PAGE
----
With the image of science fiction being something that predominantly includes spaceships and aliens, it's easy to forget that astronomy is only one science that falls under the enormous sci-fi umbrella. Books whose plots rest largely on any science at all may qualify as science fiction. For example, take ecology, the branch of biology that deals with the relations of organisms to one another and to their physical surroundings. Science fiction has a long history of telling ecological science fiction stories. Some of the more well-known ones are Frank Herbert's Dune, Kim Stanley Robinson's Red Mars, and Margaret Atwood's MaddAddam trilogy.

That trend still continues today. Here's a small handful of recent science fiction (or sf-related) books that deal with ecological themes.

Seeders by A. J. Colucci

Some ecological science fiction deals directly with plant life. That's certainly the case with the science fiction thriller Seeders by A. J. Colucci. Seeders opens with the mysterious death of George Brookes, a brilliant but reclusive plant biologist who lived on a remote Canadian island. When the heirs to his estate arrive on the island—including Brookes' daughter Isabelle, her teenage children, and Brookes' protégée, Jules Beecher, who is a pioneer in plant neurobiology—they slowly begin to realize that something is oddly amiss. Jules begins pouring over Brookes' journals and learns that Brookes made a huge discovery: He figured out a way to foster communication between plants and humans. Not long afterwards, the visitors, trapped on the island for two weeks until the next supply boat arrives, experience weird and violent events. Isabelle begins to suspect that her father may have been involved in something far more sinister than she ever imagined.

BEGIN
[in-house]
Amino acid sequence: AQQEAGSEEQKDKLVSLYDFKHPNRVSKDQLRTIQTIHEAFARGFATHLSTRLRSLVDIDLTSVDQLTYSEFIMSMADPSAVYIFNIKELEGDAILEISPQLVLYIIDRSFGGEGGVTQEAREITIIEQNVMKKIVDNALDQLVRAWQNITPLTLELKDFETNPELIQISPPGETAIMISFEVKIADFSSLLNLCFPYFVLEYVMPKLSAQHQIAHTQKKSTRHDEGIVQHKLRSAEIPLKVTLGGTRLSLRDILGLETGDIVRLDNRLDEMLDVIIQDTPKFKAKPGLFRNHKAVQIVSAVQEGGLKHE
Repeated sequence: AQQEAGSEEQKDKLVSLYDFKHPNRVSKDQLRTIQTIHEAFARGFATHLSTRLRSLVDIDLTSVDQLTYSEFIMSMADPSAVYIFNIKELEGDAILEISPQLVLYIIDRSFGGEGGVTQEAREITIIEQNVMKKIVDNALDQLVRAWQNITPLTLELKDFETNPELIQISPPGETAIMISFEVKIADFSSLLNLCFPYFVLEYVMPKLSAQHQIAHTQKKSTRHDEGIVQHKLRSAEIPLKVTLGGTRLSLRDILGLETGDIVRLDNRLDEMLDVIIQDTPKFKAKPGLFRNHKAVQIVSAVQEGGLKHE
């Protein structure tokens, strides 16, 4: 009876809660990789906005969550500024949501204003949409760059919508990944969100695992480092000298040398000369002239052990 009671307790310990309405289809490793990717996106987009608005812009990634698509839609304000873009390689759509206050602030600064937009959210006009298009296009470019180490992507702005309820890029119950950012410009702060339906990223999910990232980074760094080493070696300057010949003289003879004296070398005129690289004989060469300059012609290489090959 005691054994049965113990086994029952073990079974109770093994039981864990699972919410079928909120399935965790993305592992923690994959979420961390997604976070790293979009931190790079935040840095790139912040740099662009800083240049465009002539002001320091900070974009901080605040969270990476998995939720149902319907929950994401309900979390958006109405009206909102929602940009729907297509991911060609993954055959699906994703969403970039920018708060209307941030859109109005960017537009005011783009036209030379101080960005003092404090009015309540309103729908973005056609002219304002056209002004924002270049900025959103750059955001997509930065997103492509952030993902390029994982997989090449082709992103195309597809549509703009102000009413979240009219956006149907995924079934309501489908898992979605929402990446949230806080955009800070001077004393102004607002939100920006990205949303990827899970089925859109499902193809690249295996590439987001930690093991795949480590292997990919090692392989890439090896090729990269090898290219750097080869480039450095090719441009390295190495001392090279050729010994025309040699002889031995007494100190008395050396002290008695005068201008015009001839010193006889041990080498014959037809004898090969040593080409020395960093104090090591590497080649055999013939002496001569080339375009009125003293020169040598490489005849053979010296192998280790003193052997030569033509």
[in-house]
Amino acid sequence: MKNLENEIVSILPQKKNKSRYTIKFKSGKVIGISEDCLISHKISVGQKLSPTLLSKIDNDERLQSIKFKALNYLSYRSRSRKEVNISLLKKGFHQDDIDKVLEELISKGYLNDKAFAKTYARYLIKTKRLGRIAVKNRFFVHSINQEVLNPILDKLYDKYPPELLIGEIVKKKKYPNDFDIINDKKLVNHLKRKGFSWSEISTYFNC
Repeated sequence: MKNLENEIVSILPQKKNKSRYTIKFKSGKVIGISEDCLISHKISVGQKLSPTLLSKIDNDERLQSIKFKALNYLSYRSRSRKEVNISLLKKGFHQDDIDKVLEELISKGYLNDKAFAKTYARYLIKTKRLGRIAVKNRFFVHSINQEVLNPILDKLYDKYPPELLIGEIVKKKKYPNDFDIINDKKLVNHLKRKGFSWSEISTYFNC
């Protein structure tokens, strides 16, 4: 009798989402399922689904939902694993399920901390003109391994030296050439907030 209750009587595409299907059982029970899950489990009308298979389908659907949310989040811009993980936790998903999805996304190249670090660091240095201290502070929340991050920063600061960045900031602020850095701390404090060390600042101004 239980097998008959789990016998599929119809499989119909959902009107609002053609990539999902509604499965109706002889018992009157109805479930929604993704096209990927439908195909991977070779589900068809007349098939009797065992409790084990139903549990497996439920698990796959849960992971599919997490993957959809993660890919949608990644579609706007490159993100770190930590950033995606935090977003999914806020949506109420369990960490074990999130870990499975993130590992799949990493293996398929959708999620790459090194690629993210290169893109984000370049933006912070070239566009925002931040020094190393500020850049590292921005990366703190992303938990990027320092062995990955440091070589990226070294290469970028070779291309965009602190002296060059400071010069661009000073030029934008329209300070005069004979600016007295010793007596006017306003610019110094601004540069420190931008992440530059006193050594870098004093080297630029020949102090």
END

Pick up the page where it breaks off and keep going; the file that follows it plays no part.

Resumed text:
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Colucci based this science fiction on fact. Many of the ideas presented in the Seeders come from extensive research conducted by the author prior to writing the book. This adds to the believability (and scariness) of an already entertaining story.

The Little Green Book of Chairman Rahma by Brian HerbertLittle Green Book

Some ecological issues are often surrounded by politics. That association is not lost on Brian Herbert (son of science fiction writer and Dune author Frank Herbert). Herbert's new novel The Little Green Book of Chairman Rahma, in fact, involves a revolution that has taken over the government of the United States. Eco-friendly ideas, extrapolated to religious levels, have saved the world from pollution by outlawing it and reversing its effects. This is the Green world that everyone hoped for. But no solution comes without a price and no revolution comes without its radical elements. The new government put in place to realize our Green future is nothing but a dictatorship led by a man named Chairman Rahma Popal. Chairman Rahma's power is driven by altruistic goals, even when realized through his environmental police force known as Greenpol. But that altruism isn't as absolute as it appears: Extremist parties move about within the government, corporations are fighting back by developing new weapons, foreign factions are beginning to influence America's power, and even Rahma's censorship can't hide the reports about strange mutants that are beginning to appear after a bio-technological accident. Needless to say, our Green future is far from perfect.